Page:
Interview with Srivatsa Ramaswami: "each person should discover how is your relationship with the Yoga"

In September of this year first visit Spain Srivatsa Ramaswami. Who is this man? What it has to offer? Not only was a disciple of T. Krishnamacharya for 34 years, also is probably the student to more time studied with the teacher after his own family. Interview with Pablo Alonso for Yoga network.

Yoga teacher for 20 years in the prestigious school of dance and music Classical India Kalakshetra in Chennai (India), leads the teachings to various institutions and hospitals. He accompanied his master in numerous conferences and events related to Yoga and Vedic chant. He is the author of three fundamental books for any student of Yoga: The complete book of Vinyasa Yoga, Yoga for the three stages of life and Yoga beneath the surface, as well as several articles in prestigious international journals) The Yoga Times, Namarupa, Yoga Journa(l).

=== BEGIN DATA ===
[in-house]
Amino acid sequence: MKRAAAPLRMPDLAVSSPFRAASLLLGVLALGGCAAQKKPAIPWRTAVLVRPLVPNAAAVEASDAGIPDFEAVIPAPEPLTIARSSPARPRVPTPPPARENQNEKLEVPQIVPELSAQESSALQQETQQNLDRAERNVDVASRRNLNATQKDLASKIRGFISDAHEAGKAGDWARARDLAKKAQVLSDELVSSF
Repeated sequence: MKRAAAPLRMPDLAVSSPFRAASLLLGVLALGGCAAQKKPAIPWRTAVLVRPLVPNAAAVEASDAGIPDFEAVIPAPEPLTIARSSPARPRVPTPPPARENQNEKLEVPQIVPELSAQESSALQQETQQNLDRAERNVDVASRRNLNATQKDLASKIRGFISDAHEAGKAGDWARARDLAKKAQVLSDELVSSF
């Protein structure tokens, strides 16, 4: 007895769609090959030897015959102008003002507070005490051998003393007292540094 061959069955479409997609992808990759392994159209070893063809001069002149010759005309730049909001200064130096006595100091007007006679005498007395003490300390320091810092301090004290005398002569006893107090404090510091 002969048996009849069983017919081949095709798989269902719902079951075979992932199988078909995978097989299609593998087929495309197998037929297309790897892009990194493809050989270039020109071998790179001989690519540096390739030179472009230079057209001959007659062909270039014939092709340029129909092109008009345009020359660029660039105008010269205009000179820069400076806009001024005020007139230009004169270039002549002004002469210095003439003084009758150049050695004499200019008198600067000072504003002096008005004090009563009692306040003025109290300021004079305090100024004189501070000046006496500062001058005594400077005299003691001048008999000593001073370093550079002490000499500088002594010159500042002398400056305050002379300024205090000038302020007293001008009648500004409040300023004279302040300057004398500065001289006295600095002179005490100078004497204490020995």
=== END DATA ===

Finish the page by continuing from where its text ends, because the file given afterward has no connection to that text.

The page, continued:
Known around the world, has transmitted its work in Vinyasa Krama, their extensive knowledge on the Yoga Sutras Patanjali, internal organs, Vedic chant, on the text Samkhya Kariya, in the United States, where she lives, India, Canada, England, Germany, etc.

From September 24 to October 8 will be in Madrid, invited by Dharayogawhere he taught an advanced program of Vinyasa Krama Yoga Sutras, pranayama and internal organs. Taking advantage of that it is the first time that imparts this program in Europe, we wanted to talk with Srivatsa Ramaswami about his vision of Yoga and his experience along the great master T. Krishnamacharya.

Question: Tell us about your guru T. Krishnamacharya and did you...

I have a brother with certain disabilities and to my father you had preferred a Professor of Yoga that came of Mysore and was giving class of Yoga in a University in Chennai (Madras). My father you knew and you invited to come to House and teach Yoga to my brother. Gradually it ended up giving class to all the members of my family. This lasted five years in which came five days a week at home to teach an hour and a half.

Eventually my father left classes but I continued. Later I started to receive class at home and this lasted many, many years.